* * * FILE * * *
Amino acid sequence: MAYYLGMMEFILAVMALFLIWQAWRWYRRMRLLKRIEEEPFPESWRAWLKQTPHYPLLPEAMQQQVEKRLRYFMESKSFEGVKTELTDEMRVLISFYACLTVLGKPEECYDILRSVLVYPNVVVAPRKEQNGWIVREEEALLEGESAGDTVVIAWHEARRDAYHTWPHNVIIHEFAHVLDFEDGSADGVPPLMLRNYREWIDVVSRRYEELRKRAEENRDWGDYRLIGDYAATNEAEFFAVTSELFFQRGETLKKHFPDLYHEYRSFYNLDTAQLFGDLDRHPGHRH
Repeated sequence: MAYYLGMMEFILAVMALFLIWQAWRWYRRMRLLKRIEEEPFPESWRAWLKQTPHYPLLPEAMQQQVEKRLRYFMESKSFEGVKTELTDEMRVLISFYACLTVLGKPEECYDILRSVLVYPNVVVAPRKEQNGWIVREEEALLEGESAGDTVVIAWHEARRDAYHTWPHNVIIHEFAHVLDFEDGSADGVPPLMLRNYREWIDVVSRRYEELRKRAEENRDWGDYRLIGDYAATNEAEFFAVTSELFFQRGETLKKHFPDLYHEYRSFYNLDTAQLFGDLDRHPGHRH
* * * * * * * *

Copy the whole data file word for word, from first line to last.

Amino acid sequence: MAYYLGMMEFILAVMALFLIWQAWRWYRRMRLLKRIEEEPFPESWRAWLKQTPHYPLLPEAMQQQVEKRLRYFMESKSFEGVKTELTDEMRVLISFYACLTVLGKPEECYDILRSVLVYPNVVVAPRKEQNGWIVREEEALLEGESAGDTVVIAWHEARRDAYHTWPHNVIIHEFAHVLDFEDGSADGVPPLMLRNYREWIDVVSRRYEELRKRAEENRDWGDYRLIGDYAATNEAEFFAVTSELFFQRGETLKKHFPDLYHEYRSFYNLDTAQLFGDLDRHPGHRH
Repeated sequence: MAYYLGMMEFILAVMALFLIWQAWRWYRRMRLLKRIEEEPFPESWRAWLKQTPHYPLLPEAMQQQVEKRLRYFMESKSFEGVKTELTDEMRVLISFYACLTVLGKPEECYDILRSVLVYPNVVVAPRKEQNGWIVREEEALLEGESAGDTVVIAWHEARRDAYHTWPHNVIIHEFAHVLDFEDGSADGVPPLMLRNYREWIDVVSRRYEELRKRAEENRDWGDYRLIGDYAATNEAEFFAVTSELFFQRGETLKKHFPDLYHEYRSFYNLDTAQLFGDLDRHPGHRH